Founders like to fill the room. The general correlation is the faster you spend, the faster you grow, but it’s not true.—Vince Ning, Co-CEO and Founder, Nabis

Hiring played a huge role and motivated our Series A, but because of the recession, the post-Series A didn’t go as planned. We slowed down a lot and didn’t add anyone new to the team. — Anonymous Co-Founder of Series A Consumer Platform

“The goal isn’t to be a company with a lot of employees. It’s to be a successful business, and ideally you do that with as few people as you can.. Once you add to your headcount, it’s very hard to shrink it” —Waseem Daher, CEO and Co-Founder, Pilot.com

So it’s probably worth looking at your hiring plan again. When forecasting your needs, talk to someone who’s seen a number of companies that look like yours scale a team: your investors or a fractional CFO that specializes specifically in startups (or both).

And what about investors — will they be angry, or feel “tricked” if you raised money on the basis of a hiring plan you don’t carry out?

No, almost certainly not.

As a founder, investors are not your boss. They are supporters and collaborators who should understand your decision making, assuming you’re communicating it well. And when it comes to hiring, hire the people that the business truly needs, and hire people who your current team are excited about:

Don’t copy others when hiring — listen to your team. Even if the founders think someone is great, get consensus of the whole team, and especially anyone who will be working directly with them. Do what is best for your company. –  Hanmei Wu, Co-Founder, Empowerly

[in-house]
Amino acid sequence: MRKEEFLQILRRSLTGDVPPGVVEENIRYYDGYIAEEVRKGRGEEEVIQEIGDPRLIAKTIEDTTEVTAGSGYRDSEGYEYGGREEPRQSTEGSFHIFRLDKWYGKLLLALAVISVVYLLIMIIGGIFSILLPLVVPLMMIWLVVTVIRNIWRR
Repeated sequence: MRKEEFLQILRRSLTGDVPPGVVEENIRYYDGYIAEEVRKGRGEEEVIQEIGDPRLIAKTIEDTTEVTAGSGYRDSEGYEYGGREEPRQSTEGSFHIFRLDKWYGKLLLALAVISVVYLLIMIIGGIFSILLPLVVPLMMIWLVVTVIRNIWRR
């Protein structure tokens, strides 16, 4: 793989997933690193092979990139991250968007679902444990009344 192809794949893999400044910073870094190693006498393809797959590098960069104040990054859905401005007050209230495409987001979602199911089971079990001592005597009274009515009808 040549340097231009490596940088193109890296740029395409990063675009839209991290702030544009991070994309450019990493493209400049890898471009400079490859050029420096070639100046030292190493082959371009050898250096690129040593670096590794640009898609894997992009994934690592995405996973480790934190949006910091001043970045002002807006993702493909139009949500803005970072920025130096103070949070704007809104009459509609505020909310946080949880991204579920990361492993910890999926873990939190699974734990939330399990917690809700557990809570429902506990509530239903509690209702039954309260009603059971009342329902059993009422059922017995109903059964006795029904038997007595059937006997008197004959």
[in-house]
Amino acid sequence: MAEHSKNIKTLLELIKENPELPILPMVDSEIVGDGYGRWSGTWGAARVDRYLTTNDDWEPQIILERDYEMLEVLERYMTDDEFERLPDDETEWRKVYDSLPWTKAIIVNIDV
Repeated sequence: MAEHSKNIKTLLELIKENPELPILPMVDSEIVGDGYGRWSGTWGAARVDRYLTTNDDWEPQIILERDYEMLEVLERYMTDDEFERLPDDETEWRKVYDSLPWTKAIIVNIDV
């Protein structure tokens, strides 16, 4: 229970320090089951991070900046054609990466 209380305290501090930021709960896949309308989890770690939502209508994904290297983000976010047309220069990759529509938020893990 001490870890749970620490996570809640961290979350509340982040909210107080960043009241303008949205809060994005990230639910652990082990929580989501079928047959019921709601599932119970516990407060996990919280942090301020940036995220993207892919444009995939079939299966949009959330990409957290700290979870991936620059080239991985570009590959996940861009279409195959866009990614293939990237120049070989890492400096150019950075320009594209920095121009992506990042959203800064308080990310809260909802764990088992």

And while over-hiring full-time employees and ICs can be costly, hiring the wrong execs can be immensely worse. Nearly every person I spoke to also expressed hard-earned learnings about the early executive hires made after Series A. So why does this seem to be a universal mistake?

Don’t Go Overboard Hiring Execs

Undue pressure to hire people with fancy resumes can set in quickly once the money hits the bank. You may suddenly be able to attract and afford someone you couldn’t before with the newfound cash (like, someone who requires a 300K+ salary).

“I would strongly avoid the thinking that now that we are a Series A, we need to have an exec for every one of the company’s functions.” — Max Kolysh, Co-Founder and CEO, Dover

You perhaps should hire the one really high leverage exec who moves the needle, but you definitely don’t now need a VP in every single category —Waseem Daher, CEO and Co-Founder, Pilot.com

It only seems logical to want to find an experienced CRO, VP of Marketing or CS Director who’s “done this before” to help you take action on the aggressive plans you’ve made. The hard truth is — no one has really done this specific thing before, because your business is unique. Previous experience helps, but it’s not a guarantee. And an executives impressive salary is probably the least expensive thing about them if the hire goes wrong.

“If you make the wrong exec hire it’s detrimental. It might put you in the grave. If you hire the wrong person, it’s not just the time and salary, it’s the recruiting time, onboarding time, the entire company’s time. Making the wrong hire is super painful.” — Kevin Chiu, COO and Founder, Catalyst

An exec will set the culture, and mobilize everyone else. If they aren’t setting the right tone or moving people in the right direction, this could be disastrous. Key hires can quit, culture can take ages to reset, and time is wasted. Also, execs are compelling — it’s what they do. So you need to make sure you’re not being led in the wrong direction yourself.

That said, don’t mistake this advice to mean that exec hires are totally unnecessary at this stage. Bringing high-level and experienced operators aboard has to happen at some point, and the Series A is a good time to do it. It’s more about ensuring you’re being thoughtful, and not swept up in superficial data points about a person.